Freelancing is different for everyone, so filing your taxes might not follow the exact processes we’ve explored in this guide. To help you get a better idea of what you need to do, we’ve used this chapter to answer some of the most common questions about paying taxes as a freelancer.
As with any legal issues, you will get the best answer from a professional who understands your exact situation and needs. Please get in touch with a certified tax professional for more specific questions and assistance with your taxes if you have more questions.
This is a tricky situation. Every state has its own definition of what it means to be doing business within it. In general, if you don’t actively advertise sales in other states or travel to them to do business, you are generally considered to be doing business in your home state. Traveling outside of your state for work makes your taxes more complicated and could lead to needing to file tax returns in more than one state.
This is also tricky. The U.S. has a different tax treaty with each country, so the consequences of doing work in any foreign country should be analyzed in advance. If you need to pay taxes to a foreign country, you will likely have to hire professional tax help within that country to avoid issues.
American citizens and resident aliens must include and pay taxes on all of the money they make globally, which should be reported on their U.S. tax returns. If you also have to pay taxes to another country for the same income you reported to the IRS, you may be able to receive a foreign tax credit for that amount. If you are a foreign national providing work within the U.S., you would need to review the tax treaty between America and your home country, as well as any visa requirements, to determine if you need to pay taxes to the U.S.
If you are a foreign national providing work to U.S. companies or clients, you would need to review the tax treaties between the U.S. and your home country to see if you need to pay U.S. taxes. The types of companies you work with and services you provide will also determine if you are considered to be doing business in the United States. Some things to consider while reviewing the foreign countries U.S. tax treaty include:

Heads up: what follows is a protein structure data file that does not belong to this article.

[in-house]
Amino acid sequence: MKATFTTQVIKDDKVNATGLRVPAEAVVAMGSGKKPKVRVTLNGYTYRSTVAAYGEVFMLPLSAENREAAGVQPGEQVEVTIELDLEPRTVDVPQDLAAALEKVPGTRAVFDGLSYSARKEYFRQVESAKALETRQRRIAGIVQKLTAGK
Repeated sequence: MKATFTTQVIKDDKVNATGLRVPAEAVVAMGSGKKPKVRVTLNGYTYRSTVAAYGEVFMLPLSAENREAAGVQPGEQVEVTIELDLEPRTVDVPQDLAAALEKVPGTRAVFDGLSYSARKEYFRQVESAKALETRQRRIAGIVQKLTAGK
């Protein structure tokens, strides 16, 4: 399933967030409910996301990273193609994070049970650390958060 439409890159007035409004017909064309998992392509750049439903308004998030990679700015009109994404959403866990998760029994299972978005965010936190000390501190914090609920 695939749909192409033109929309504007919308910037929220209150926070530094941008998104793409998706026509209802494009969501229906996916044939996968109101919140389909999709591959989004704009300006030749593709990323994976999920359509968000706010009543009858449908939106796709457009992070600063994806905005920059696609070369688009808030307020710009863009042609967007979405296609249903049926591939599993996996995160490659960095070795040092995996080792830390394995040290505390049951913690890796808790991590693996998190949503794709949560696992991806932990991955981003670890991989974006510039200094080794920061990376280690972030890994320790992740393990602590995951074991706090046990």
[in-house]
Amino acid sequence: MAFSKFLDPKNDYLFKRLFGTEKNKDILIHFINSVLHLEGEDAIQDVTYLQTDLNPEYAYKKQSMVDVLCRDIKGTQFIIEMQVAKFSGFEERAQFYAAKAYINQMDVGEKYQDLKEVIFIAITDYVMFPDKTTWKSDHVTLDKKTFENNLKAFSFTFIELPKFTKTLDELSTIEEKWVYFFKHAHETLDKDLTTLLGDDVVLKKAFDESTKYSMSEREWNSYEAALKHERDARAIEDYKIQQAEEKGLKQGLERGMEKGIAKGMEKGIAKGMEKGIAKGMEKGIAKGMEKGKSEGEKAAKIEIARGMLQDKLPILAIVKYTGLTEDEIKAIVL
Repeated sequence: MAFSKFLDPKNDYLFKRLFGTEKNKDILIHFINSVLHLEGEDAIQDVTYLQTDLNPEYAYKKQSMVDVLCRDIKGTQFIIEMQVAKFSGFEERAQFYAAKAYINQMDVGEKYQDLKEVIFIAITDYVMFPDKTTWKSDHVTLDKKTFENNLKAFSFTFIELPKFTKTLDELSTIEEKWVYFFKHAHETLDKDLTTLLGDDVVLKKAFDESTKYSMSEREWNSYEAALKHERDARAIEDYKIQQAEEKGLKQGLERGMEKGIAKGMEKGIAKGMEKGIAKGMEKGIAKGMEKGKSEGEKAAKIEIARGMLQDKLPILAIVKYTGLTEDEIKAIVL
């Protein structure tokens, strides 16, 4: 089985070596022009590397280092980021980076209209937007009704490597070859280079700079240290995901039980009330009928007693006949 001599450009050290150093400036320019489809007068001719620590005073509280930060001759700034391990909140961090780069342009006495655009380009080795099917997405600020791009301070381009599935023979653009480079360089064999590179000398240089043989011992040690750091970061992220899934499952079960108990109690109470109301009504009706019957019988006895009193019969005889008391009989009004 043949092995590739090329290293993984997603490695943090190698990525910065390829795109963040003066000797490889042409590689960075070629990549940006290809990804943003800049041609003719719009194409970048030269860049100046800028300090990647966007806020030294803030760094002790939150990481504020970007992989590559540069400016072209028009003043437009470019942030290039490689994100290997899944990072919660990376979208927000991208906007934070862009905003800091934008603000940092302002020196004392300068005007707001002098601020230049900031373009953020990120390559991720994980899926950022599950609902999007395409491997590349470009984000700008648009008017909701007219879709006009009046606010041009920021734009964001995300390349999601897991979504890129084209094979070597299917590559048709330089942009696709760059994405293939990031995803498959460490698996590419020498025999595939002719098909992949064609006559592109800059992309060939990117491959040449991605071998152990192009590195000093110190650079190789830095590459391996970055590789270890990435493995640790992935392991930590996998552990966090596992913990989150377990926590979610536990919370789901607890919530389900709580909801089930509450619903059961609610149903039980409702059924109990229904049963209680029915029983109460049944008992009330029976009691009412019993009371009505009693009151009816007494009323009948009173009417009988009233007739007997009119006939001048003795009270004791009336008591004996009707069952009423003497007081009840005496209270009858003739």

Each country's tax treaty is different. We recommend consulting with an international tax expert before engaging in business across borders.
Yes, you do! These platforms are not your employer, so they will not pay any taxes on your behalf. Whether you are connecting with clients through Fiverr or working as an UberEats driver, you are responsible for your own tax payments. That said, some of the companies may be able to provide reports to help you see how much you’ve made through their platforms and what expenses (such as fees) you can claim as deductions.
Yes, they do, just like any other business. During an audit, you will need to show the amount and type of any business expense you have previously claimed on your taxes. We recommend separating your business and personal accounts by getting a business checking account and credit card that are only used for business purposes to simplify your finances. You should also save all receipts and information related to your business and taxes for at least 7 years.
If you think you have filed your freelance taxes wrong, you should consult with a tax advisor. In general, you have three years to amend a return with the IRS to correct your mistake. Sometimes, the IRS may send a “tax notice” where they re-calculate your return if they believe you filed your taxes incorrectly, such as forgetting to file form SE. In this case, you won’t need to file an amended return if you agree with the IRS recalculation. You will likely just need to pay the outstanding balance listed on the tax notice.